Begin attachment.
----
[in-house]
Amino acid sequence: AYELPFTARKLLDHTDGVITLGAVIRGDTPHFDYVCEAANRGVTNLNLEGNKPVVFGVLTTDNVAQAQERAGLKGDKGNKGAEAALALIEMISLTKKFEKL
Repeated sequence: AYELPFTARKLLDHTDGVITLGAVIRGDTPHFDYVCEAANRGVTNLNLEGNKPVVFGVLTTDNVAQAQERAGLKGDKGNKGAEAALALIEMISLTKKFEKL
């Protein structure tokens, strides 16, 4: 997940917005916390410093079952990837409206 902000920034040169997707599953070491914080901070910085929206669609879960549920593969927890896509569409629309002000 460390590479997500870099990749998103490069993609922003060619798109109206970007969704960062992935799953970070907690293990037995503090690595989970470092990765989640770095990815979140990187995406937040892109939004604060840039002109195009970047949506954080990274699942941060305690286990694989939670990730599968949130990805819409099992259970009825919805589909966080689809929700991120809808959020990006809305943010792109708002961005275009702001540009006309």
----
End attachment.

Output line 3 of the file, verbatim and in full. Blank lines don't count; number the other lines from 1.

Repeated sequence: AYELPFTARKLLDHTDGVITLGAVIRGDTPHFDYVCEAANRGVTNLNLEGNKPVVFGVLTTDNVAQAQERAGLKGDKGNKGAEAALALIEMISLTKKFEKL